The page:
Sickleweed (Falcaria vulgaris)

Sickleweed Description:

Habit: Perennial forb, erect, deep taproot and reaching a height of 1-2 ft. tall.

Leaves: Alternate, simple (basal leaves), mostly pinnate with 3-5 segments, leathery, leaf edges serrated with sickle-shaped leaflets, toothed margins; lower leaves have petiole, upper leaves sessile.

Stems: Erect, grooved, branched and solid; growing up to 1-2 ft. tall.

Flowers: Compound umbel, 2-4 in. wide, small, white in color, 5 separated petals; blooms from June to August.

Fruit and seeds: Achene, yellowish-brown, oblong, glabrous, slightly compressed, 2-5 mm. long.

Habitat: Native to Eurasia. Found in riverbanks, forest clearings, dry grasslands, waste places, roadsides, ditches, fallow land, and meadows.

Reproduction: By seed and vegetatively via root fragments.

Similar species: Queen Anne's lace (Daucus carota).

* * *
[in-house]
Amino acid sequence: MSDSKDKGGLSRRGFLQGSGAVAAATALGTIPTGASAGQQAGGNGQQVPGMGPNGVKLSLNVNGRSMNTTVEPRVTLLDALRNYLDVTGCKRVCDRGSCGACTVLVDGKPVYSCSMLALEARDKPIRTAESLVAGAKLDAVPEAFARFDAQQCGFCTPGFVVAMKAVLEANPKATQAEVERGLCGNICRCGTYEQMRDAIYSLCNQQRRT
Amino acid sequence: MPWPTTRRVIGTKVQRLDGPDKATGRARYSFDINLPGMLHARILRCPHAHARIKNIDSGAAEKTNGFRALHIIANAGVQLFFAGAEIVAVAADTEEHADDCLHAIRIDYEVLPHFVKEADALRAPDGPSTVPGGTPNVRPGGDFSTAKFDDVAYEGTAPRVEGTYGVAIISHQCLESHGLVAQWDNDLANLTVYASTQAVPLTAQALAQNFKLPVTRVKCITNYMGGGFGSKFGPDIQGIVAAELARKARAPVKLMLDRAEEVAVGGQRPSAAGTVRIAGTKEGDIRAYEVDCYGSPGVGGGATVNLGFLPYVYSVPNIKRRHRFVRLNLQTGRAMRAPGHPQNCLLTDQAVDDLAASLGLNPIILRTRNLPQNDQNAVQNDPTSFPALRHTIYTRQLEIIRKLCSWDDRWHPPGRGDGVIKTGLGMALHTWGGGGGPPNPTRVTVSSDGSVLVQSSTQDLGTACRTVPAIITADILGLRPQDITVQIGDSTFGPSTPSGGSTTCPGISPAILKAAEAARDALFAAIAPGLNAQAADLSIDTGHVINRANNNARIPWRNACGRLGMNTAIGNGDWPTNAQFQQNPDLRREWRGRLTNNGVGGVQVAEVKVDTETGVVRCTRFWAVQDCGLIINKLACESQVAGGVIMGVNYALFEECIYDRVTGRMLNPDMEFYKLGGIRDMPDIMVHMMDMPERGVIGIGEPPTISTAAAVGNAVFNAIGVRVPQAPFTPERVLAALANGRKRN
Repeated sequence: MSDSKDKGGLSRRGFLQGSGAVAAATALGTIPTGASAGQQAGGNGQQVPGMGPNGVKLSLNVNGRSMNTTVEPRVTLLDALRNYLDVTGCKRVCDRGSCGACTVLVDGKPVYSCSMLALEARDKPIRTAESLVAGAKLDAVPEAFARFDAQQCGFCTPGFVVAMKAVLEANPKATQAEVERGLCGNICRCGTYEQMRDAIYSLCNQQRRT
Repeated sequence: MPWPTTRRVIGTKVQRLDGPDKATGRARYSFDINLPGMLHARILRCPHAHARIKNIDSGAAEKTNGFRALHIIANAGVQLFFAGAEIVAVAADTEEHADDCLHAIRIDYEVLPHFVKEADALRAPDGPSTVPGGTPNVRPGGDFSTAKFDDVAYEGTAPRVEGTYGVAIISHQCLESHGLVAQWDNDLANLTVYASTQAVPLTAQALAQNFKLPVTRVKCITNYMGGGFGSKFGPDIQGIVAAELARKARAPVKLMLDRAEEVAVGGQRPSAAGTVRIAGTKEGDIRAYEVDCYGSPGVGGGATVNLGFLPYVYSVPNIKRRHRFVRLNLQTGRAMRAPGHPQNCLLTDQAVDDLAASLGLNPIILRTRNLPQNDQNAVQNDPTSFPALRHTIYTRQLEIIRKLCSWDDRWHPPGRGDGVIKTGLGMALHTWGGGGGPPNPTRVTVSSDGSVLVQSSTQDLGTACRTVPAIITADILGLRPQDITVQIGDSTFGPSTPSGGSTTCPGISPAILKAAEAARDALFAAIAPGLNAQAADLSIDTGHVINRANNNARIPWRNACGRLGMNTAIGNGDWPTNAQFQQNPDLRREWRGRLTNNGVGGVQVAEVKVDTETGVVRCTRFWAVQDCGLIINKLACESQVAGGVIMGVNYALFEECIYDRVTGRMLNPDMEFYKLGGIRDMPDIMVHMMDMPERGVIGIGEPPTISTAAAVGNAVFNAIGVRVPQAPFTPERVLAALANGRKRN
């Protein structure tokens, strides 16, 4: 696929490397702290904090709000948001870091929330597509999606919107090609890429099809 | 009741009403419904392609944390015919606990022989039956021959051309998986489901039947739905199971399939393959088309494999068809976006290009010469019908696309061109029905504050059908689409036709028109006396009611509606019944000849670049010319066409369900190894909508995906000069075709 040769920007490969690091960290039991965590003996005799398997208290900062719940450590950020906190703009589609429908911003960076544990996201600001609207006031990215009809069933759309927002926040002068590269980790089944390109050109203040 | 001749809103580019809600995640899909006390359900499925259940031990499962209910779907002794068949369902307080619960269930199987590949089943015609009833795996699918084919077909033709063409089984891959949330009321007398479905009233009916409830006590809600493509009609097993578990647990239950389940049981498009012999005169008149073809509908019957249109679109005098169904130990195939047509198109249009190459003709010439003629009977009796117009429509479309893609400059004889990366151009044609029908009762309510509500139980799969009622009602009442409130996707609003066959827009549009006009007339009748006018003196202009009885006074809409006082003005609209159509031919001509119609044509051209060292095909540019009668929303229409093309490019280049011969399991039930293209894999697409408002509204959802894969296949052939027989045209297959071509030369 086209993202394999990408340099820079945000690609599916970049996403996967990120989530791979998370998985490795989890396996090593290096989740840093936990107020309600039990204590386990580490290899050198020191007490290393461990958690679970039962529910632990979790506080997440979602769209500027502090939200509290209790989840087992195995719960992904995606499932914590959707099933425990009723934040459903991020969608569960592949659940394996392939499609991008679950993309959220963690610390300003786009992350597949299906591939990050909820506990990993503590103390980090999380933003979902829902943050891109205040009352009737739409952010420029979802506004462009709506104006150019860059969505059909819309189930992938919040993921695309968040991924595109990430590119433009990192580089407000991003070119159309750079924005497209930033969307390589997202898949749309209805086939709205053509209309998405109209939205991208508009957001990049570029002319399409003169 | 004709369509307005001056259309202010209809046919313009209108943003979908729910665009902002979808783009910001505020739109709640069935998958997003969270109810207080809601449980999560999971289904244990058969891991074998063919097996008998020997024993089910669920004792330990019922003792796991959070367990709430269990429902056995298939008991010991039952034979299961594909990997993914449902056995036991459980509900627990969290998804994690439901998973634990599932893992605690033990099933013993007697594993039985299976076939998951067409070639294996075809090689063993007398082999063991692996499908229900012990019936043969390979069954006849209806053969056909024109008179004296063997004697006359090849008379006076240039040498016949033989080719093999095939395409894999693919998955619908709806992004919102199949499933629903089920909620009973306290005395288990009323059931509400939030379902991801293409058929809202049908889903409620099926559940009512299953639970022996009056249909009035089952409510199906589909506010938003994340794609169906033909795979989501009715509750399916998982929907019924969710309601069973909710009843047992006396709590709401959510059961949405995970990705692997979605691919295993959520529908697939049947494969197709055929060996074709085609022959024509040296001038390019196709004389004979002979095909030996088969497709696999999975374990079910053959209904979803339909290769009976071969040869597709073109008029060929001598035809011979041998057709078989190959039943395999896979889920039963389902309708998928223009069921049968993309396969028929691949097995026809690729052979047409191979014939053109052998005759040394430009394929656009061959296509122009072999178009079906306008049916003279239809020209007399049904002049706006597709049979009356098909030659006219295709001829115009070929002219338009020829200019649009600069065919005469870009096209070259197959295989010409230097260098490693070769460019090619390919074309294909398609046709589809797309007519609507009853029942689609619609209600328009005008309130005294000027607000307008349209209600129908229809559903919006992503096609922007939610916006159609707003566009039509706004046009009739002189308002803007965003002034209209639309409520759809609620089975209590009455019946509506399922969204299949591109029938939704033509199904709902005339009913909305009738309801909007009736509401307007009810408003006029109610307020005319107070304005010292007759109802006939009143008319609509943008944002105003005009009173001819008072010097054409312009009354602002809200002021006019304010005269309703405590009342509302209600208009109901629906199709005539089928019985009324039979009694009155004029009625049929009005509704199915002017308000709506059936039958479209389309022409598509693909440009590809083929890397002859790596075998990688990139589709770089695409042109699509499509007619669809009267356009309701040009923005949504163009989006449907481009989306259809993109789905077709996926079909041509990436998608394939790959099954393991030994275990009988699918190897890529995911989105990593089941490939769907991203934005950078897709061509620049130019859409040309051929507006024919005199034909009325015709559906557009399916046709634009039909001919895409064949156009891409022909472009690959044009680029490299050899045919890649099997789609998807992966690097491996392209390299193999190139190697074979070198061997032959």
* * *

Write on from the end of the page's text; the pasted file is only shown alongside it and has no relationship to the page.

Credits: The information provided in this factsheet was gathered from the Nebraska Invasive Species Program and Bugwood Wiki.

Individual species images that appear with a number in a black box are courtesy of the Bugwood.org network (http://www.invasive.org). Individual photo author credits may not be included due to the small display size of the images and subsequent difficulty of reading the provided text. All other images appear courtesy of Google (http://images.google.com).


Common Name:

Sickleweed

Scientific Name:

Falcaria vulgaris

Family:

Apiaceae
(Carrot)

Duration:

Perennial

Habit:

Herbs

USDA Symbol:

FAVU